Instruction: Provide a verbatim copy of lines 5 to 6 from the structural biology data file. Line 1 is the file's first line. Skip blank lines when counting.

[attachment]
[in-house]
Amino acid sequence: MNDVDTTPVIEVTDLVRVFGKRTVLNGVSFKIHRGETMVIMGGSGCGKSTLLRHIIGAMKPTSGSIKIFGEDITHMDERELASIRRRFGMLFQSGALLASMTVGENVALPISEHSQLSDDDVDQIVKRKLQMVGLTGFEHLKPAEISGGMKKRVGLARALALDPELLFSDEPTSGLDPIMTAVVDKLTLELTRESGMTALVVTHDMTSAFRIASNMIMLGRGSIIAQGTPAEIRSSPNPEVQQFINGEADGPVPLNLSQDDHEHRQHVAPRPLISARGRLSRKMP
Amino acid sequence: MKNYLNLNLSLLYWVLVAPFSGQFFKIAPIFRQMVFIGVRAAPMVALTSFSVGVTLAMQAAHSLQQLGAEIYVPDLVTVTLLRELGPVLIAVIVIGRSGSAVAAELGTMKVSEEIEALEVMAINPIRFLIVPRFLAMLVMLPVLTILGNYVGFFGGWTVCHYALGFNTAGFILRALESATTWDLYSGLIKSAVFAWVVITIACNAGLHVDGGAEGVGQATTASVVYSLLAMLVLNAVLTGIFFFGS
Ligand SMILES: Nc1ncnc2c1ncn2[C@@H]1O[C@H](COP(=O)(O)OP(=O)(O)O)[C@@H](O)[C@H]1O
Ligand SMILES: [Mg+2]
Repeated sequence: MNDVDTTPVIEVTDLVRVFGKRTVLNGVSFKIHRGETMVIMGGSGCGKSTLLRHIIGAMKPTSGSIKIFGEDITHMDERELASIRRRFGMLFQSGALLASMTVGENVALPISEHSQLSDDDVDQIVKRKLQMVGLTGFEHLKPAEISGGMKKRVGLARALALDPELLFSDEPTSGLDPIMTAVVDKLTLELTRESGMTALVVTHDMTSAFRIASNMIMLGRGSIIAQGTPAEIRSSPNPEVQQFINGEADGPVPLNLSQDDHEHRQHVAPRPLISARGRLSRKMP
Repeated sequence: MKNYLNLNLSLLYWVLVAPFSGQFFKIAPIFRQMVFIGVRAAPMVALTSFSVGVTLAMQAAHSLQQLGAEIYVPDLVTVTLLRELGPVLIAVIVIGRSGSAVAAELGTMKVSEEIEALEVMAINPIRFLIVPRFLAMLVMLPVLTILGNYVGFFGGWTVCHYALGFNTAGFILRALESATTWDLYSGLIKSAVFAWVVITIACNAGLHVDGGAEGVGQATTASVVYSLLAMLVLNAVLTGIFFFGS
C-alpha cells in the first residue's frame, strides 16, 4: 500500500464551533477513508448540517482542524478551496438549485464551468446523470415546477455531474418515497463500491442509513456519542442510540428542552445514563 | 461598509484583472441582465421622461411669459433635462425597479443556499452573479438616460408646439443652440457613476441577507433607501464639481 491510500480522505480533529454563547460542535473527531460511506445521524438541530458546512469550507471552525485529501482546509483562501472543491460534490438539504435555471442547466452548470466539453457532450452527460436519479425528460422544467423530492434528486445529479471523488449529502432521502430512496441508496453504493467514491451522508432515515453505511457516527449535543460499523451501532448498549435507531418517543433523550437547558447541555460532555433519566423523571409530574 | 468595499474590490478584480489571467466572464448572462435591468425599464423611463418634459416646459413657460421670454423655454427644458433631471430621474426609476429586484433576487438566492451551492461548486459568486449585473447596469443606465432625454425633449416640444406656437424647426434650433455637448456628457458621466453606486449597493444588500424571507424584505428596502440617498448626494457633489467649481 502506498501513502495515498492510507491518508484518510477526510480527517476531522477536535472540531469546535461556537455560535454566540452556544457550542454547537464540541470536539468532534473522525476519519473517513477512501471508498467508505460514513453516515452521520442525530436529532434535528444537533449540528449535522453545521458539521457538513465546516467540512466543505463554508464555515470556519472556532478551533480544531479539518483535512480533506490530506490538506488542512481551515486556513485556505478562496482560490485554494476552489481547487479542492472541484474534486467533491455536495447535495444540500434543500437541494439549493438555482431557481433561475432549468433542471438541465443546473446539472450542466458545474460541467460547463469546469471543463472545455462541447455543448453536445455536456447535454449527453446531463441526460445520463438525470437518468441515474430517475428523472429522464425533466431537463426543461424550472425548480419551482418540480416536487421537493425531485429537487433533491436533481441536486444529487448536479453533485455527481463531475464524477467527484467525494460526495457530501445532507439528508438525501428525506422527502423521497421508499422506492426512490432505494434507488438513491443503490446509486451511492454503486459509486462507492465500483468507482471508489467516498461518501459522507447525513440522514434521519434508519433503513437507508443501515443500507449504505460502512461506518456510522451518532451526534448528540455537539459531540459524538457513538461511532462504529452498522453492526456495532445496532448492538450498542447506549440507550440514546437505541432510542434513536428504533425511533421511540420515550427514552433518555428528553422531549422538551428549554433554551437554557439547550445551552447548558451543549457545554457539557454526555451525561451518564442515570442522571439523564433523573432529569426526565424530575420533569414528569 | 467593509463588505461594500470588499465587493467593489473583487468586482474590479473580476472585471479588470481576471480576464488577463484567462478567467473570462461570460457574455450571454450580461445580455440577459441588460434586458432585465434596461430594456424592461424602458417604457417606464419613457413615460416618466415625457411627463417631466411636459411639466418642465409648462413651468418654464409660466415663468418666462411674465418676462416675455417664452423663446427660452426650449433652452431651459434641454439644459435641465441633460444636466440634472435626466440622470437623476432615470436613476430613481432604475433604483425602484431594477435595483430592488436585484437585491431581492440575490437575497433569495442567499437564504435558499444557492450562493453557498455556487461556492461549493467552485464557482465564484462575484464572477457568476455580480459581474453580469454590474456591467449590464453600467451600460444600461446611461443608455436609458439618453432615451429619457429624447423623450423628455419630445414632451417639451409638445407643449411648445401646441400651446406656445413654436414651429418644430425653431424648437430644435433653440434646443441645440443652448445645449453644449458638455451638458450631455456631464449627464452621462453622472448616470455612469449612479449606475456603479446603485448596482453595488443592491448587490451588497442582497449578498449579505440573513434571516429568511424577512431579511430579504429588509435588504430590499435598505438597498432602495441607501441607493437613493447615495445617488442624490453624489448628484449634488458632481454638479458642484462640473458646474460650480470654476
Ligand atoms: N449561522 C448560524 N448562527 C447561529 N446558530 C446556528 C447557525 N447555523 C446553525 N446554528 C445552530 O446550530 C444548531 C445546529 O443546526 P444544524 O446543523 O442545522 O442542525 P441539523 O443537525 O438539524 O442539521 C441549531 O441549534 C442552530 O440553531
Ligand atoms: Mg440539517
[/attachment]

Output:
Ligand SMILES: [Mg+2]
Repeated sequence: MNDVDTTPVIEVTDLVRVFGKRTVLNGVSFKIHRGETMVIMGGSGCGKSTLLRHIIGAMKPTSGSIKIFGEDITHMDERELASIRRRFGMLFQSGALLASMTVGENVALPISEHSQLSDDDVDQIVKRKLQMVGLTGFEHLKPAEISGGMKKRVGLARALALDPELLFSDEPTSGLDPIMTAVVDKLTLELTRESGMTALVVTHDMTSAFRIASNMIMLGRGSIIAQGTPAEIRSSPNPEVQQFINGEADGPVPLNLSQDDHEHRQHVAPRPLISARGRLSRKMP